Watch Dune stars discuss their 'magical' collaboration and the meaning of the spice
Dune is finally on the way later this month. Director Denis Villeneuve's adaptation of Frank Herbert's classic 1965 science-fiction novel comes to theaters and HBO Max on Oct. 22, but most of it was filmed way back in 2019, before the COVID-19 pandemic. So when EW assembled most of the stars — Timothée Chalamet, Zendaya, Rebecca Ferguson, Oscar Isaac, Josh Brolin, Javier Bardem, Dave Bautista, Sharon Duncan-Brewster, and Stellan Skarsgård — at the Venice Film Festival in September, it was the first time so many of them had been in the same place since shooting wrapped.
The roundtable, which you can watch above, was hosted by Academy Award nominee Cynthia Erivo (Harriet), who was serving on the jury of the Venice Film Festival.
"I felt hugely lucky working with Rebecca and Oscar the most but then also with Josh and Zendaya came too, just a huge support from everyone," Chalamet said. "I feel like we were all just trying to do as good a job as possible. It's easy with Denis because he's so joyous about his own work. I'm looking at Josh because you two on set are something else."
Brolin, one of the few cast members who had previously worked with Villeneuve (on 2015's Sicario), added that the director has a talent for transmuting off-screen fun into real cinematic art.
"We've all done movies where you've had a really good time and then you see the movie and you're like 'What the f--- happened,' you know what I mean?" Brolin noted. "So he has this great way of kind of elevating everybody and lifting morale. But when it comes down to scenes, there's something that shifts. He's very manipulative like that."
Ferguson described the on-set dynamic as a "magical mixture of freedom but within walls of security," overseen by Villeneuve.
The roundtable gave the actors the opportunity to sing each other's praises. Chalamet didn't film much with Bautista but is still a fan of the Harkonnen actor's former work as a wrestler.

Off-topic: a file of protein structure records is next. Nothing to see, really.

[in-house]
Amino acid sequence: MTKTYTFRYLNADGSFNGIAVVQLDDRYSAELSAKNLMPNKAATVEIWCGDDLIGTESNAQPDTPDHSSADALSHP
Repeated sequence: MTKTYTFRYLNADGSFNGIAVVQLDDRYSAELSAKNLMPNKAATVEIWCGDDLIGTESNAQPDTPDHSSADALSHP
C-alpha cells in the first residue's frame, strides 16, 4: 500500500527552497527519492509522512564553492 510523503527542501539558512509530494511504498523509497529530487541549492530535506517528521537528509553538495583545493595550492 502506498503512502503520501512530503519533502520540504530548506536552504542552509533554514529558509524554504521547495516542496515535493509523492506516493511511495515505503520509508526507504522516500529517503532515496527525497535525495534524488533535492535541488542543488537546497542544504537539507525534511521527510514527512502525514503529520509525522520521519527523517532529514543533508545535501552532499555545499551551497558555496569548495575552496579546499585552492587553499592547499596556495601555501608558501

"Don't kill me for saying it, but I grew up watching Bautista every Friday night at home," Chalamet said. "So this is like a huge deal, even just to be here. I was listening to your entrance music this morning."
Bautista was quite humbled by that, and by Villeneuve casting him in the first place: "There's a reason I'm sitting here being quiet and it's because I'm in awe of everybody here. I'm not saying that just to be that guy, but like for me to step on a set with Denis and all these talented people, it's a dream come true for me."
The discussion mostly covered the cast's experiences on set and their shared admiration for Villeneuve, but towards the end, Erivo asked a more open-ended question: What does the spice melange, the treasure of the desert planet Arrakis, mean to each character?
"I guess for my character, the spice represents the greed of human beings that are trying to destroy the environment that I'm supposed to take care of," Bardem says. "So the spice is kind of a dangerous thing for him. Because everybody goes there to dig in and take it out, it's like oil. I think Stilgar is the man who wants to put an end to that, which is not easy, as we know."
Duncan-Brewster, who plays the imperial ecologist Dr. Liet Kynes, compared the spice to "fairy dust" in its magical implications.
"If I could take that spice and just sprinkle it everywhere, it could somehow inspire all the inhabitants on this planet to just think a little bit more about what we're doing to our planet and respect what it is," she said. "I feel really strongly that we're in a position right now where we're on this earth and we coexist. We're sitting here with the grass, the trees, the water. It's just there. But we owe it to each other to just keep this thing flowing in the correct way. It's up to us right now."
"It kind of serves as a metaphor on our planet for oil or the sort of corrupt greed that has literally robbed us of our Earth, or maybe our time on Earth, or our kids' time on Earth," Chalamet said. "Without being highfalutin, this movie can serve as a metaphor for that: That empathy should come first, empathy for our environment. With environmental justice comes racial justice and all sorts of justice. That's nothing to be cynical about and it's something to fight for, even when you're talking about a big Hollywood movie like this."
Watch the full video above. Dune hits theaters and HBO Max on Oct. 22; stay tuned for more coverage on EW.com.
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